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Fully featured, commercially supported machine learning suites that can build Decision Trees in Hadoop are few and far between. Addressing this gap, Revolution Analytics recently enhanced its entire …

Fully featured, commercially supported machine learning suites that can build Decision Trees in Hadoop are few and far between. Addressing this gap, Revolution Analytics recently enhanced its entire scalable analytics suite to run in Hadoop. In this talk, I will explain how our Decision Tree implementation exploits recent research reducing the computational complexity of decision tree estimation, allowing linear scalability with data size and number of nodes. This streaming algorithm processes data in chunks, allowing scaling unconstrained by aggregate cluster memory. The implementation supports both classification and regression and is fully integrated with the R statistical language and the rest of our advanced analytics and machine learning algorithms, as well as our interactive Decision Tree visualizer.

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- 1. Decision Trees built in Hadoop plus more Big Data Analytics with Revolution R Enterprise All Rights Reserved, Revolution Analytics 2014 Mario Inchiosa, US Chief Scientist mario.inchiosa@revolutionanalytics.com Revolution Webinar – April 17, 2014
- 2. 2 OUR COMPANY The leading provider of advanced analytics software and services based on open source R, since 2007 OUR SOFTWARE The only Big Data, Big Analytics software platform based on the data science language R SOME KUDOS Visionary Gartner Magic Quadrant for Advanced Analytics Platforms, 2014
- 3. Typical Challenges our Customers Face Big Data Many new data sources Data variety & velocity Data movement, memory limits 3 Production Efficiency Shorter model shelf life Volume of Models Long end-to- end cycle time Pace of decision accelerated Enterprise Readiness Heterogeneous landscape Write once, deploy anywhere Skill shortage Production support Complex Computation Mathematically sophisticated Parallelization Experimentation Ensemble models Many small models Simulation
- 4. Polling Question: What is your current analytics software platform? – Please select one • R/RRE • SAS • SPSS • Tibco/Spotfire • KXEN • Other
- 5. OPEN SOURCE R
- 6. What is R? Most widely used data analysis software • Used by 2M+ data scientists, statisticians and analysts Most powerful statistical programming language • Flexible, extensible and comprehensive for productivity Create beautiful and unique data visualizations • As seen in New York Times, Twitter and Flowing Data Thriving open-source community • Leading edge of analytics research Fills the talent gap • New graduates prefer R R is Hot bit.ly/r-is-hot WHITE PAPER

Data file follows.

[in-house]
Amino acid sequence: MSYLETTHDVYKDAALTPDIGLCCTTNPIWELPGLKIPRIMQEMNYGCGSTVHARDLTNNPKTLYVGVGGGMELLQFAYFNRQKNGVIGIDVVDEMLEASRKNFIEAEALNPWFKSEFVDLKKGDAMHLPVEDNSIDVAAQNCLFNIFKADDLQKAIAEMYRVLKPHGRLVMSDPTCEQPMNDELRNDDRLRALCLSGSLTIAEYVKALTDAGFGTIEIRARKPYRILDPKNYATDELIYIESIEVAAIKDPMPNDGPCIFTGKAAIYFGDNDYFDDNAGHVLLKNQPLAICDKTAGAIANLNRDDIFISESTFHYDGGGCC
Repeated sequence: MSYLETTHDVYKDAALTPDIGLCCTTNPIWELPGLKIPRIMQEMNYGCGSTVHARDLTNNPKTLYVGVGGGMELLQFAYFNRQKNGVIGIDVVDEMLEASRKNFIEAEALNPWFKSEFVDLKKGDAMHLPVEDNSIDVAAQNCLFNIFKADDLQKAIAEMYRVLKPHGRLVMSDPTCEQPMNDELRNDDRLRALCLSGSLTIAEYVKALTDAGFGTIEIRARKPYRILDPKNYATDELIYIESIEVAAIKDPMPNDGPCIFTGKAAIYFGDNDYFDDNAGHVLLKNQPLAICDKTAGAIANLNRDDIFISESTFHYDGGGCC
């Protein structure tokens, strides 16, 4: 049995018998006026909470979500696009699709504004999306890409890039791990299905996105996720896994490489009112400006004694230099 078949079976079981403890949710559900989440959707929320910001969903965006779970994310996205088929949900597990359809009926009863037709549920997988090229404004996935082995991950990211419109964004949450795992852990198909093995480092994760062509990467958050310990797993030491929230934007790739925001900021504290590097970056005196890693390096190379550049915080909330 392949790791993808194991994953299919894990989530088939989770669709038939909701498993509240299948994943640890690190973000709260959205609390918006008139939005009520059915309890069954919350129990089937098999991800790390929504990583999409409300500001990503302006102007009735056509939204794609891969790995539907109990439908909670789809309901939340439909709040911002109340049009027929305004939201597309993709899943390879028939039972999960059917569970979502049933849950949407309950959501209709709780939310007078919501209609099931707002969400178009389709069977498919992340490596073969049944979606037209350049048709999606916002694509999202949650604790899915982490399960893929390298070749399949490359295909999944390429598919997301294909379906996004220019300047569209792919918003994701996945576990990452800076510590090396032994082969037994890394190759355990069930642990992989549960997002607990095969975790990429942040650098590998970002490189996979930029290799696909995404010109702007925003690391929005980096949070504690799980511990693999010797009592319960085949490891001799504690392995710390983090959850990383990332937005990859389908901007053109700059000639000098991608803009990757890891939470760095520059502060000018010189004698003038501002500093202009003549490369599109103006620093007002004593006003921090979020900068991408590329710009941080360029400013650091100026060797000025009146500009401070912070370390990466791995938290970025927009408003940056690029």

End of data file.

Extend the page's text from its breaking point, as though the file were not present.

- 7. Exploding growth and demand for R R is the highest paid IT skill – Dice.com, Jan 2014 R most-used data science language after SQL – O’Reilly, Jan 2014 R is used by 70% of data miners – Rexer, Sep 2013 R is #15 of all programming languages – RedMonk, Jan 2014 R growing faster than any other data science language – KDnuggets, Aug 2013 More than 2 million users worldwide R Usage Growth Rexer Data Miner Survey, 2007-2013 70% of data miners report using R R is the first choice of more data miners than any other software Source: www.rexeranalytics.com
- 8. REVOLUTION R ENTERPRISE THE BIG DATA BIG ANALYTICS PLATFORM
- 9. Revolution R Enterprise High Performance, Scalable Analytics Portable Across Enterprise Platforms Easier to Build & Deploy Analytics is…. the only big data big analytics platform based on open source R 9
- 10. Big Data In-memory bound Hybrid memory & disk scalability Operates on bigger volumes & factors Speed of Analysis Single threaded Parallel threading Shrinks analysis time Enterprise Readiness Community support Commercial support Delivers full service production support Analytic Breadth & Depth 5000+ innovative analytic packages Leverage open source packages plus Big Data ready packages Supercharges R R is open source and drives analytic innovation but….has some limitations for Enterprises 10
- 11. All of Open Source R plus: Big Data scalability High-performance analytics Development and deployment tools Data source connectivity Application integration framework Multi-platform architecture Support, Training and Services 11 is the Big Data Big Analytics Platform
- 12. R+CRAN • Open source R interpreter • UPDATED R 3.0.2 • Freely-available R algorithms • Algorithms callable by RevoR • Embeddable in R scripts • 100% Compatible with existing R scripts, functions and packages RevoR • Performance enhanced R interpreter • Based on open source R • Adds high-performance math Available On: • IBM® Platform LSFTM Clusters • Microsoft® HPC Clusters • Windows® & Linux Servers • Windows® & Linux Workstations • NEW Cloudera® Hadoop • NEW Hortonworks® Hadoop • NEW Teradata® Database • Intel® Hadoop • IBM® BigInsightsTM • IBM® PureDataTM for Analytics, powered by Netezza technology 12 The Platform Step by Step: R Capabilities
- 13. Revolution R Enterprise RevoR Performance Enhanced R Open Source R Revolution R Enterprise Computation (4-core laptop) Open Source R Revolution R Speedup Linear Algebra1 Matrix Multiply 176 sec 9.3 sec 18x Cholesky Factorization 25.5 sec 1.3 sec 19x Linear Discriminant Analysis 189 sec 74 sec 3x General R Benchmarks2 R Benchmarks (Matrix Functions) 22 sec 3.5 sec 5x R Benchmarks (Program Control) 5.6 sec 5.4 sec Not appreciable 1. http://www.revolutionanalytics.com/why-revolution-r/benchmarks.php 2. http://r.research.att.com/benchmarks/ Customers report 3-50x performance improvements compared to Open Source R — without changing any code 13